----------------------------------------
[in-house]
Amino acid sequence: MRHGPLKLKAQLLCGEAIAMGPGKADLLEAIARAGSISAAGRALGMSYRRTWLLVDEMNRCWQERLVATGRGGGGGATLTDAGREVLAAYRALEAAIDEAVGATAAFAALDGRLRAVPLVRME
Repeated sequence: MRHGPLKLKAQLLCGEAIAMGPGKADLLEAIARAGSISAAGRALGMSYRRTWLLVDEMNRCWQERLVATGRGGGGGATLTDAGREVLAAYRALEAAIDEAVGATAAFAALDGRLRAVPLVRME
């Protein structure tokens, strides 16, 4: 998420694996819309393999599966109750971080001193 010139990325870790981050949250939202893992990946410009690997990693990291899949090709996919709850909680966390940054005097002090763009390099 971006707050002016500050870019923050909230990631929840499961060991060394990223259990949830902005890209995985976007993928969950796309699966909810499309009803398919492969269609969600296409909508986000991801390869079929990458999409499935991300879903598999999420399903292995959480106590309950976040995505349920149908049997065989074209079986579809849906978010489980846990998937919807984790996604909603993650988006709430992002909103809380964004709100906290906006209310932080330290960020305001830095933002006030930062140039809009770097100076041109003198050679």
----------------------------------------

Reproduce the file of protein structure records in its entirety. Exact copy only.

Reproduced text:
[in-house]
Amino acid sequence: MRHGPLKLKAQLLCGEAIAMGPGKADLLEAIARAGSISAAGRALGMSYRRTWLLVDEMNRCWQERLVATGRGGGGGATLTDAGREVLAAYRALEAAIDEAVGATAAFAALDGRLRAVPLVRME
Repeated sequence: MRHGPLKLKAQLLCGEAIAMGPGKADLLEAIARAGSISAAGRALGMSYRRTWLLVDEMNRCWQERLVATGRGGGGGATLTDAGREVLAAYRALEAAIDEAVGATAAFAALDGRLRAVPLVRME
């Protein structure tokens, strides 16, 4: 998420694996819309393999599966109750971080001193 010139990325870790981050949250939202893992990946410009690997990693990291899949090709996919709850909680966390940054005097002090763009390099 971006707050002016500050870019923050909230990631929840499961060991060394990223259990949830902005890209995985976007993928969950796309699966909810499309009803398919492969269609969600296409909508986000991801390869079929990458999409499935991300879903598999999420399903292995959480106590309950976040995505349920149908049997065989074209079986579809849906978010489980846990998937919807984790996604909603993650988006709430992002909103809380964004709100906290906006209310932080330290960020305001830095933002006030930062140039809009770097100076041109003198050679």